It seems as though 2018 is turning out to be a bad year for people across the country, including many here in Ohio, to be on a blood pressure medication. Already this year, the Food and Drug Administration has announced recalls of medications containing valsartan. The recall was expanded in August. In October, two more recalls were announced of drugs prescribed for the same purpose.
Many people here in Ohio and across the country take prescription and over-the-counter medications that they believe to be safe. The Food and Drug Administration recalled two of those drugs prescribed for high blood pressure this year. The fact that these recalls affected a large number of people created an opportunity to remind consumers what to do if a recall is issued or they suffer ill effects from a medication.
Last year, the federal government announced that the addiction and abuse of opioids had reached epidemic and dangerous proportions across the nation, including here in Ohio. In an attempt to combat this crisis, the U.S. Department of Health and Human Services created a strategy involving five key points. Whether the plan actually reduces the number of drug injuries from these narcotics remains to be seen.
Many Ohio residents turn to dietary supplements with the specific intention of avoiding pharmaceutical drugs. For whatever reason, they use what they believe to be more natural and healthier alternatives, believing they are doing what is best for their health. Sadly, this may not be the case since the Food and Drug Administration failed to recall dietary supplements with undisclosed pharmaceutical ingredients that could cause serious health repercussions for consumers.
Medicinal products are supposed to make people everywhere, including here in Ohio, feel better. However, when manufacturing processes turn them into tainted products, people could suffer serious harm. The companies who manufacture these medications have a responsibility to warn potential victims and get them off the shelves by recalling them and announcing it to the public.
Pharmaceutical companies have made billions, if not trillions, of dollars providing medication to this country's population. Ill or injured people here in Ohio and across the country take a variety of prescription drugs every day for both acute and chronic conditions. Some medications that were meant for acute injuries turned out to be highly addictive, which has led to an epidemic of addiction that this country may never have seen before. Many believe that opioid manufacturers and distributors caused this epidemic, and some have filed litigation to hold these companies accountable.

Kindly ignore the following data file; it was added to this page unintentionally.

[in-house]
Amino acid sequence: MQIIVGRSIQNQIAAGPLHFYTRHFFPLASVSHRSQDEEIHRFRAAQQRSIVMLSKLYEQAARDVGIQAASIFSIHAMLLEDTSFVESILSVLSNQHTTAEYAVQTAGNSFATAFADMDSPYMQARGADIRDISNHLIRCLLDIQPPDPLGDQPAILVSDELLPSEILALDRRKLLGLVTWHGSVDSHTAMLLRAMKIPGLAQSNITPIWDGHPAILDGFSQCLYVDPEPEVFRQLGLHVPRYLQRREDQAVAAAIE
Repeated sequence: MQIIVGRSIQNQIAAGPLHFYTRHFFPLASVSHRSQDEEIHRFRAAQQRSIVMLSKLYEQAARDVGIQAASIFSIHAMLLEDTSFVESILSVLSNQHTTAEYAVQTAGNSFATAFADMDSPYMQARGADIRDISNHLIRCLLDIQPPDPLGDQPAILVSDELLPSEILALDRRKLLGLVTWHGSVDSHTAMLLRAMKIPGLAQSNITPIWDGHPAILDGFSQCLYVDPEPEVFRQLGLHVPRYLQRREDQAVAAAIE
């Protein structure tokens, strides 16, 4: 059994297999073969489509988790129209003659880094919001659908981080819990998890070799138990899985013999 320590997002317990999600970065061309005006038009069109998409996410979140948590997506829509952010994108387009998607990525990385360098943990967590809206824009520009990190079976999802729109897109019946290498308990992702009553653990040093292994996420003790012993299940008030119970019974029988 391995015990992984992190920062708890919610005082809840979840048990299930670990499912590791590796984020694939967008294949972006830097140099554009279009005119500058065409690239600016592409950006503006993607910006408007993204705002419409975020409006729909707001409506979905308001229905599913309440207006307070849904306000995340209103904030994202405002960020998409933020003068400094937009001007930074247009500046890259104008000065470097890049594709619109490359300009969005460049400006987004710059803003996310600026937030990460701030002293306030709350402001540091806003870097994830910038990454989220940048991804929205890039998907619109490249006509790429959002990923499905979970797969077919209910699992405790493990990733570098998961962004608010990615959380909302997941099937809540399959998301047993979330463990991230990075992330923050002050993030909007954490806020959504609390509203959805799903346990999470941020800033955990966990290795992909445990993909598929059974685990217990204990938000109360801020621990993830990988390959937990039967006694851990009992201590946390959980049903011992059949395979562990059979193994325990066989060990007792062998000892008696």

Many women across the country, and here in Ohio, know that they are not ready to have children. They use any number of forms of birth control in order to avoid pregnancy. Many birth control devices and medications come with significant risks even with the approval of the Food and Drug Administration. In April, the FDA issued an action for Bayer to restrict the sale of a birth control device it manufactures called Essure because of the risks it poses to the women who use it.
The U.S. Department of Health and Human Services has the ability to track prescriptions to Medicaid participants. The agency used this data to track the over-prescribing of opioids here in Ohio from June 2016 through May 2017. The results were alarming.
Many of the medications manufactured and prescribed in this country expand the lives of millions of people across the country. It is the job of the Food and Drug Administration to make sure that those medications cause no unnecessary harm to patients. Unfortunately, people across the country, including many here in Ohio, continue to suffer harm, and sometimes, recalls do not get to everyone in time.
It would be difficult for Ohio residents to read any online news without reading about the opioid crisis going on in the country. People are overdosing and suffering from addictions at an alarming rate. When a patient comes in who appears to be overdosing on opioids, medical personnel may use Narcan, the brand name of naloxone, which is as an antidote. However, right now, that could do more harm than good since the Food and Drug Administration recently announced a recall involving Narcan.